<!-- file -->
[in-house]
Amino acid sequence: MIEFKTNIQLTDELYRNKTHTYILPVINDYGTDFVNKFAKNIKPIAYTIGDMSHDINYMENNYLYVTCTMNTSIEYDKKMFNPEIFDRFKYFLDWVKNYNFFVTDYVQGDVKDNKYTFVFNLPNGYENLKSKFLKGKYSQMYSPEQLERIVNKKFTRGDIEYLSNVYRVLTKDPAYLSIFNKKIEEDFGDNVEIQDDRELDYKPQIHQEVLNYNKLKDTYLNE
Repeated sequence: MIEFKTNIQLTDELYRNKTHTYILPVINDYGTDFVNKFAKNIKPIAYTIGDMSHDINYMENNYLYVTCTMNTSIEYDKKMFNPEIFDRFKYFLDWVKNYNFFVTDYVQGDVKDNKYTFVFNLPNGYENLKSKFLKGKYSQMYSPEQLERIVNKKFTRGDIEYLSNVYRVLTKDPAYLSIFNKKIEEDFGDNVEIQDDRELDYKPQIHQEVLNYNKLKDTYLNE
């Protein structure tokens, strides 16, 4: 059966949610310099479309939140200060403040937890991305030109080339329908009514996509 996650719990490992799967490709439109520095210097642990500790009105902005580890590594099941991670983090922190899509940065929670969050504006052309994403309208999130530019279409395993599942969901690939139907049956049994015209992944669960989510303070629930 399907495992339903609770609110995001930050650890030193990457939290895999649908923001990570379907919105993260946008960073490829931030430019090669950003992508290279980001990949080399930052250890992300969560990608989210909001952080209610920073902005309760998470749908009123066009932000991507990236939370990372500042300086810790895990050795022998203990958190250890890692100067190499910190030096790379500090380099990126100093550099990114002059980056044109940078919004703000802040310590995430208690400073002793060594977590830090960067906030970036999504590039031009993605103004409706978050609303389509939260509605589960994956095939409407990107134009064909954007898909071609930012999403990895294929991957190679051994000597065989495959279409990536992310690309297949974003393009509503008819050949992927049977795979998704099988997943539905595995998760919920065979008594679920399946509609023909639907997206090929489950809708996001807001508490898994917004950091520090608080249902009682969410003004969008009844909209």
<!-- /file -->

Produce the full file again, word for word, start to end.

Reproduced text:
[in-house]
Amino acid sequence: MIEFKTNIQLTDELYRNKTHTYILPVINDYGTDFVNKFAKNIKPIAYTIGDMSHDINYMENNYLYVTCTMNTSIEYDKKMFNPEIFDRFKYFLDWVKNYNFFVTDYVQGDVKDNKYTFVFNLPNGYENLKSKFLKGKYSQMYSPEQLERIVNKKFTRGDIEYLSNVYRVLTKDPAYLSIFNKKIEEDFGDNVEIQDDRELDYKPQIHQEVLNYNKLKDTYLNE
Repeated sequence: MIEFKTNIQLTDELYRNKTHTYILPVINDYGTDFVNKFAKNIKPIAYTIGDMSHDINYMENNYLYVTCTMNTSIEYDKKMFNPEIFDRFKYFLDWVKNYNFFVTDYVQGDVKDNKYTFVFNLPNGYENLKSKFLKGKYSQMYSPEQLERIVNKKFTRGDIEYLSNVYRVLTKDPAYLSIFNKKIEEDFGDNVEIQDDRELDYKPQIHQEVLNYNKLKDTYLNE
């Protein structure tokens, strides 16, 4: 059966949610310099479309939140200060403040937890991305030109080339329908009514996509 996650719990490992799967490709439109520095210097642990500790009105902005580890590594099941991670983090922190899509940065929670969050504006052309994403309208999130530019279409395993599942969901690939139907049956049994015209992944669960989510303070629930 399907495992339903609770609110995001930050650890030193990457939290895999649908923001990570379907919105993260946008960073490829931030430019090669950003992508290279980001990949080399930052250890992300969560990608989210909001952080209610920073902005309760998470749908009123066009932000991507990236939370990372500042300086810790895990050795022998203990958190250890890692100067190499910190030096790379500090380099990126100093550099990114002059980056044109940078919004703000802040310590995430208690400073002793060594977590830090960067906030970036999504590039031009993605103004409706978050609303389509939260509605589960994956095939409407990107134009064909954007898909071609930012999403990895294929991957190679051994000597065989495959279409990536992310690309297949974003393009509503008819050949992927049977795979998704099988997943539905595995998760919920065979008594679920399946509609023909639907997206090929489950809708996001807001508490898994917004950091520090608080249902009682969410003004969008009844909209």